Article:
- Category: Volume 86 (Fall 2014 - Spring 2015)
- Published: 25 March 2015
- Written by VICTORIA KEENAN | FEATURES EDITOR
You’re at a local bar with your group of friends singing along to a classic 90s song. Your food comes at a restaurant and it looks delicious. Your pet does something funny. Why wouldn’t you display these things to show the world? Okay, maybe not the world, maybe just your list of Snapchat friends.
Don’t lie, we’ve all done it. I know I definitely have. If you add me on Snapchat, you will see a wide variety of my cat, the food I eat, something that I’m watching on TV, me being sarcastic about things like traffic, homework, getting ready, life in general, and the occasional shot of me, in fact, singing to a great 90s classic at the bar. And sometimes, lets face it, I get a little over excited about my night out (…okay, I’ll be honest, it’s more likely to be of my cat and food) and post a ton of Snapchats for my friends to see.
Now, when I really think about it, I’m almost positive most of them don’t care to see what I’m doing. If they do, I’m flattered and I’m glad to see that they are keeping tabs on me and my life. But, as their names pop up under my story, I can’t say that all of them are actually watching. And I don’t blame them. I’ll admit if someone is a frequent poster (especially in the same night, we get it! You’re at a party and I’m in bed!) then I’ll just hold my finger down and let the video play fast enough for me not to able to watch it. Sorry, friends, just being honest here.
The real question that arises here isn’t what sandwich I’m eating today or if my cat is trying to bite me. It’s more like, why do we feel the need to post 10 second stories of our lives anyway? We already have Instagram for pictures. We already have Twitter for words. Does anyone really care if you’re eating sushi or petting a dog or getting ready with your friends? Does anyone really care that you’re taking a walk or laying with your significant other or driving your car listening to music? And in saying that, if you are posting 10 second pictures or videos every 10 seconds to showcase your exciting life, are you really having a good time or are you just showing off?
Rebecca Zidik, a senior communication student, said, “In my opinion, if you have to Snap every five seconds then you’re not having fun. We’re all guilty of wanting to show off where we are but sending a couple snaps of really funny or interesting moments is all that really needs to be done. You want to be able to enjoy the time you’re having, not just obsessing over social media.”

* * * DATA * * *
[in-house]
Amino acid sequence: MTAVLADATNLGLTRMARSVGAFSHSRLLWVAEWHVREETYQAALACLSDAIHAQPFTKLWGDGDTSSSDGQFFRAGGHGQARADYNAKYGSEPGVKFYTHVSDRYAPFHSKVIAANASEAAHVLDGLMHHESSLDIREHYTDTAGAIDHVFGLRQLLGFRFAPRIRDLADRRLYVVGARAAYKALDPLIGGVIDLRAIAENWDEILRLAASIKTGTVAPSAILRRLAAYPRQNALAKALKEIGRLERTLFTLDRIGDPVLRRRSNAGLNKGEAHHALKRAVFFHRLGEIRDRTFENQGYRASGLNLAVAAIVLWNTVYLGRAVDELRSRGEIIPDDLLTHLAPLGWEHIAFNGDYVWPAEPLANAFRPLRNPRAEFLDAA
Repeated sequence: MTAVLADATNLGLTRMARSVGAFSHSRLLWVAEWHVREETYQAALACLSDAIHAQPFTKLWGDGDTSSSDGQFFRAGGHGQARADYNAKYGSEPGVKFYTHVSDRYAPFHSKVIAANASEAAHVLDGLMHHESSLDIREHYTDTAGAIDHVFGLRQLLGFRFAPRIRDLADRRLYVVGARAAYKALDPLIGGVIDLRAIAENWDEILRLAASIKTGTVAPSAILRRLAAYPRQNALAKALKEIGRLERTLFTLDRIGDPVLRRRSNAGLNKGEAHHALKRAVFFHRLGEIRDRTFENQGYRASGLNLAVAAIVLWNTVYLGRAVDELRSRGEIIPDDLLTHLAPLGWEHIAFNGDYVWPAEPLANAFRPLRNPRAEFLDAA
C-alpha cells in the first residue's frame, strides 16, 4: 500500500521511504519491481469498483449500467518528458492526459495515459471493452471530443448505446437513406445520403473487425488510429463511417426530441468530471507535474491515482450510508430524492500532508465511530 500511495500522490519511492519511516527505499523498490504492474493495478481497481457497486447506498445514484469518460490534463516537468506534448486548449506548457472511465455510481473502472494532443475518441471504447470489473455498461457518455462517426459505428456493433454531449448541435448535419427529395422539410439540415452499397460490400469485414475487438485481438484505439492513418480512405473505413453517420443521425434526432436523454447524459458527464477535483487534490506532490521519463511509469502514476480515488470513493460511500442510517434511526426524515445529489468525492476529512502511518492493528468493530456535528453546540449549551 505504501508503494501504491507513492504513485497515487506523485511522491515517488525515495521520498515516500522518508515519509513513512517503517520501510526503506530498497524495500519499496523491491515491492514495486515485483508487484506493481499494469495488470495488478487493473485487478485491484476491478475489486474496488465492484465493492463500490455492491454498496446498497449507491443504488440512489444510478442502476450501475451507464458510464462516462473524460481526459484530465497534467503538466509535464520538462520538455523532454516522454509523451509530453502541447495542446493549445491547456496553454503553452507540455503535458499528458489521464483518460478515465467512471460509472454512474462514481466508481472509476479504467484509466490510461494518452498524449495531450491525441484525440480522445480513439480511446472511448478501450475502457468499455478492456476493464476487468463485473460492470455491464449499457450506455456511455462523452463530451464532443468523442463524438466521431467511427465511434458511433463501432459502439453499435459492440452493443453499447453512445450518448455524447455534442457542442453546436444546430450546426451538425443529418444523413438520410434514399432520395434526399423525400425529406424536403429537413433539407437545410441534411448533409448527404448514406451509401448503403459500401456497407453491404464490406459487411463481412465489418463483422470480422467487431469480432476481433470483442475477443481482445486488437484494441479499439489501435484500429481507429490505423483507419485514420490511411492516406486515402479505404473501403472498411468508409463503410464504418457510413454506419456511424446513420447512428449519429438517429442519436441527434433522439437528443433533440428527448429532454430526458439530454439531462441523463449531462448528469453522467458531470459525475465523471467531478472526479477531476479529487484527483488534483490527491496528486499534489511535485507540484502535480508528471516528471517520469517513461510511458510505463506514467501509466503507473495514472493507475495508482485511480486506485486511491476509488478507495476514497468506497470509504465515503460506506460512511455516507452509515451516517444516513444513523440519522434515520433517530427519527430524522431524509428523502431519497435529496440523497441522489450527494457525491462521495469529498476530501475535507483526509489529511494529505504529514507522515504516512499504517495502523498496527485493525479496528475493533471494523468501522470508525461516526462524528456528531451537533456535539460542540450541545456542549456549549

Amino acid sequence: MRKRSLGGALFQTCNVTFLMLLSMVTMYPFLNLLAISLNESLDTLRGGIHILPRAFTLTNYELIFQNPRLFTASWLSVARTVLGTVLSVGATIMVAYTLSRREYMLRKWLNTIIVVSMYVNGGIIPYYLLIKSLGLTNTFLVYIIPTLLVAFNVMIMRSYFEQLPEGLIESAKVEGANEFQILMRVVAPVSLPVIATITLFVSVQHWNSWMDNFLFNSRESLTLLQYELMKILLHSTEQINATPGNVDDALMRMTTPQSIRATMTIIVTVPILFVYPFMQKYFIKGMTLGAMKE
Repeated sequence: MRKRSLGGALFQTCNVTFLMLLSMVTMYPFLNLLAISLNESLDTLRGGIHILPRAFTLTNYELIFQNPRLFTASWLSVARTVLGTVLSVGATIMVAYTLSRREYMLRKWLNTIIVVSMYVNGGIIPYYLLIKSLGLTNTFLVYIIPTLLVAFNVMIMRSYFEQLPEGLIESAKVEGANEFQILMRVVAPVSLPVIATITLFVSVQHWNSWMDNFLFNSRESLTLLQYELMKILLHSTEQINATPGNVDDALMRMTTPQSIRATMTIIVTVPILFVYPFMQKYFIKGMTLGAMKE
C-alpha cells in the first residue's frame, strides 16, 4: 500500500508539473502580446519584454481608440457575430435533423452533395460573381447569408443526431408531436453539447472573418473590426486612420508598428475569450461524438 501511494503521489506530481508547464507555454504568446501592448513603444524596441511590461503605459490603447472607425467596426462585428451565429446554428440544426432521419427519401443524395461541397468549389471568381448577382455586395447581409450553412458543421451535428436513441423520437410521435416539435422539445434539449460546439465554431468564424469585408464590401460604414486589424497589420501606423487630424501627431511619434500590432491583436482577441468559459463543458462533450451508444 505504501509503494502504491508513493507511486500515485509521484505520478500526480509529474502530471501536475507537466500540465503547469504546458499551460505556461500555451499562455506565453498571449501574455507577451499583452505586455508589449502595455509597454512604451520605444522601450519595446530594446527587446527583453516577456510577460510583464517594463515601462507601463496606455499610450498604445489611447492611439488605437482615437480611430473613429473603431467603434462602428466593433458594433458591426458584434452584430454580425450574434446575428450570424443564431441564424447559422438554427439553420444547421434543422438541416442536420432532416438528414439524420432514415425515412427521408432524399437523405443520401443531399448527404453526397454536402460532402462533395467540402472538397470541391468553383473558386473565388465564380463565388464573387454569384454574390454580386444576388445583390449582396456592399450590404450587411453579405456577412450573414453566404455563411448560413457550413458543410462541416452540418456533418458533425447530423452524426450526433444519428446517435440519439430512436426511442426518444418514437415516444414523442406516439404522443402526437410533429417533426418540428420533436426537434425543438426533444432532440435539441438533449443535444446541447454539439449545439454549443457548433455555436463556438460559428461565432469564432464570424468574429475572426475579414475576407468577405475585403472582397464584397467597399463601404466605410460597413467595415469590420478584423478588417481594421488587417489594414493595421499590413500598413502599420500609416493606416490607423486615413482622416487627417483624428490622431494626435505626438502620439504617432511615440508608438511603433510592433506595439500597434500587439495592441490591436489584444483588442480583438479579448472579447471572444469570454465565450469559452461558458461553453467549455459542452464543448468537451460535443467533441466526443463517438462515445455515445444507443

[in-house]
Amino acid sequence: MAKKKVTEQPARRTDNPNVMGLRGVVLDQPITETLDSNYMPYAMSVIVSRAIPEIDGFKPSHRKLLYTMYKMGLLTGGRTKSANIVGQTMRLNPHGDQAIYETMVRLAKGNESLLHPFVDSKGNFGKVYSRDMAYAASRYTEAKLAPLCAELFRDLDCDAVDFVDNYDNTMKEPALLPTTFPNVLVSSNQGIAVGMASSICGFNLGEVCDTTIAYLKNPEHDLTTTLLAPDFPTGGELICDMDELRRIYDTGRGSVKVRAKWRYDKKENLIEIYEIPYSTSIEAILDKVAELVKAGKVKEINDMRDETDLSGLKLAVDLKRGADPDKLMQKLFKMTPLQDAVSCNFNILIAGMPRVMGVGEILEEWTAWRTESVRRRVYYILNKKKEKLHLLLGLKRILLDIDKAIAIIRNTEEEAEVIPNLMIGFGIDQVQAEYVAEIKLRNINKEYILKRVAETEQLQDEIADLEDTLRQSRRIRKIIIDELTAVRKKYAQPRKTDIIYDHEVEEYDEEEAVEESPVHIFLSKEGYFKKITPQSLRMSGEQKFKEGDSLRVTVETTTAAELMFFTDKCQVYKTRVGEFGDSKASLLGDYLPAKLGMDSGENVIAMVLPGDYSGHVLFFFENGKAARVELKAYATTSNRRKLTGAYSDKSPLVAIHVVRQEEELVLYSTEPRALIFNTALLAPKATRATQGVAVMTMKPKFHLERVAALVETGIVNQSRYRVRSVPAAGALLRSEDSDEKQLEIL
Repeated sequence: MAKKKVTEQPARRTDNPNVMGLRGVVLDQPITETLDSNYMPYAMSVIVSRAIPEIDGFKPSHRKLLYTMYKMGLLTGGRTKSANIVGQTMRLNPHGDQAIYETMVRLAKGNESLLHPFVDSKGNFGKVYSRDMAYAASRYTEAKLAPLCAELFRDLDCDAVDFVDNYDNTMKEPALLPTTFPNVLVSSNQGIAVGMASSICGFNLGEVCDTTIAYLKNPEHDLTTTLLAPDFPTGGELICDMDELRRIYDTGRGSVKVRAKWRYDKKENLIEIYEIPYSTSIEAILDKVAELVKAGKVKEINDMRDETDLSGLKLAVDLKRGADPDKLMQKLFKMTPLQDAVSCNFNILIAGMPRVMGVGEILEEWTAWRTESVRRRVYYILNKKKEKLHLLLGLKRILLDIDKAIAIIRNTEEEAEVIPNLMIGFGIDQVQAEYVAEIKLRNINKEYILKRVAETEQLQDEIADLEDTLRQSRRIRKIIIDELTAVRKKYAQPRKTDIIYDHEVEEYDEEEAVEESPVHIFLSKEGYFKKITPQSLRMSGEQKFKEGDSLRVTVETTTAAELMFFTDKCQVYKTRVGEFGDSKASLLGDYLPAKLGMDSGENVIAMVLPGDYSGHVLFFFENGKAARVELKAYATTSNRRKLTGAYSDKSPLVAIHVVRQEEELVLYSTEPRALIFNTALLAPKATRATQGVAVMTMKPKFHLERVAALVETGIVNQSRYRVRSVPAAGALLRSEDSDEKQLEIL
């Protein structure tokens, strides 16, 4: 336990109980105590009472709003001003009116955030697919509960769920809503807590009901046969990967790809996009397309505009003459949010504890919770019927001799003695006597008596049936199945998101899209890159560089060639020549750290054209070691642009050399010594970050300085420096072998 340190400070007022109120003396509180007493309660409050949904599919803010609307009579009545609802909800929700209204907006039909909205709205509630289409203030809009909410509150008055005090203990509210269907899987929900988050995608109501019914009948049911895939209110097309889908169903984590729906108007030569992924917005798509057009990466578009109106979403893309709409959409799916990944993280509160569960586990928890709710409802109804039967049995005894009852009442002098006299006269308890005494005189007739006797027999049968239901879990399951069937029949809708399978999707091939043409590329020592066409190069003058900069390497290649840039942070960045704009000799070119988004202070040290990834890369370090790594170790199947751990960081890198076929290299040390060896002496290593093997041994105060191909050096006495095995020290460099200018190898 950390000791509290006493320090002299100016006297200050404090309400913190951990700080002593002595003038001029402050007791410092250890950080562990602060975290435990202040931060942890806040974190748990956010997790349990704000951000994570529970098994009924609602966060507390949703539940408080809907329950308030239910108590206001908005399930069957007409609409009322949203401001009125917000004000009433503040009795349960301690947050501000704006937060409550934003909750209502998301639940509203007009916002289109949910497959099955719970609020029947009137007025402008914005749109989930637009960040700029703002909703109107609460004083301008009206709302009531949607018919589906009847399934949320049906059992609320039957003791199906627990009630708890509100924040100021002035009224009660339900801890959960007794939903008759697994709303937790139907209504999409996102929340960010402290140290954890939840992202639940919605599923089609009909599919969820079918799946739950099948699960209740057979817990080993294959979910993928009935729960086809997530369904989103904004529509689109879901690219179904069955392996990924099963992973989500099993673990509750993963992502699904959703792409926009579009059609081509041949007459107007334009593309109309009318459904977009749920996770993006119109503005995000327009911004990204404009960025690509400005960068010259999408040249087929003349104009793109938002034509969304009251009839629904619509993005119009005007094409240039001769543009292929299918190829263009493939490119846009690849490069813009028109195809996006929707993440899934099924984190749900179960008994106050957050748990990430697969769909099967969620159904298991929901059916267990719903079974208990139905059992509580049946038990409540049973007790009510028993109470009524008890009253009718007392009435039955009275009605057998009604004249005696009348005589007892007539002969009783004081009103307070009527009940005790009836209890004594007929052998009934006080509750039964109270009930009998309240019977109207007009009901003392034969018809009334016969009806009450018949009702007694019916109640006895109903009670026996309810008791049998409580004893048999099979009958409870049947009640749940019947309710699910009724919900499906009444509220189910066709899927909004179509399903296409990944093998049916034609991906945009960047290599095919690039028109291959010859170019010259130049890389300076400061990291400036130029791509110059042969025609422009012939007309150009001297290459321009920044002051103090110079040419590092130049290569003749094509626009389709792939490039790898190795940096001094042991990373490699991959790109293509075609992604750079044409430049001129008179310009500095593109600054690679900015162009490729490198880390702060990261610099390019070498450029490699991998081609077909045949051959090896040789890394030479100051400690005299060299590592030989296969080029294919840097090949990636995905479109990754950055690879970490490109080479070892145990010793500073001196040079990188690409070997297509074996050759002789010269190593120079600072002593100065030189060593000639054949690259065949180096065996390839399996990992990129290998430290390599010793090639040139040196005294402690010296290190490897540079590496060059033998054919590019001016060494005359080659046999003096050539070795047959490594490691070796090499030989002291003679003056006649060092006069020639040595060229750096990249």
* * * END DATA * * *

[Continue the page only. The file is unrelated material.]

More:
Samantha Bastone, a junior music industry student, agreed. “I think people are just showing off 99.9% of the time. Because most of the time, if you’re really having a good time, you won’t be fixated on your phone and rather be enjoying the moment.”
Like I said, I’m definitely guilty of this. If I’m doing something extra exciting (or eating a really great slice of pizza) I’ll throw a few Snapchats up on the same day. I might take a selfie with a friend and then take a video of us dancing. BUT I have made a vow to myself, and that is never to post 100 second Snapchat story, no matter what I’m doing. If you post 100 second Snapchat stories, I’m sorry, but you better be doing something amazing.
That doesn’t mean sitting in a room with your friends, telling stories that no one but you guys understand. That means skydiving out of airplanes, snorkeling in the Great Barrier Reef, or interviewing a celebrity. Nope, not seeing a celebrity on the street or at a club. Interviewing them, face to face, and then a picture together afterwards. Might as well make it 105 seconds while you’re at it.
Michelle Brady, a senior communication student, said, “I think you’re really having a good time but you’re more interested in letting other people know that you’re having fun.”
Mary Harris, a specialist professor of communication, said, “I think the bigger issue is that people are no longer living life for themselves...they’re putting on a facade. People can become addicted [to social media] and constantly need the positive reinforcement and feedback.”
Harris also explained that this addiction to social media can affect peoples physiological perspective and memory, because they are so focused on what’s going through the camera lense instead of what’s actually going on around them.
Perhaps your friends really do want to see every bite of your dinner, or every song you dance too at a bar. If so, I’m honestly happy for you, you have great friends and you should feel special that they want to know what you are doing constantly. As for me though, I don’t have to ask my friends to know that they aren’t exactly thrilled to see me post something.
And hey, to be honest, I’m not even sure I care too much about adding Snapchat stories. But that doesn’t mean I’m going to stop. So keep the Snapchat stories coming, maybe one day I’ll actually see someone skydiving or doing something crazy. Until then, I’ll click through the food and the pets and the cars and the selfies.
PHOTO TAKEN from mshcdn.com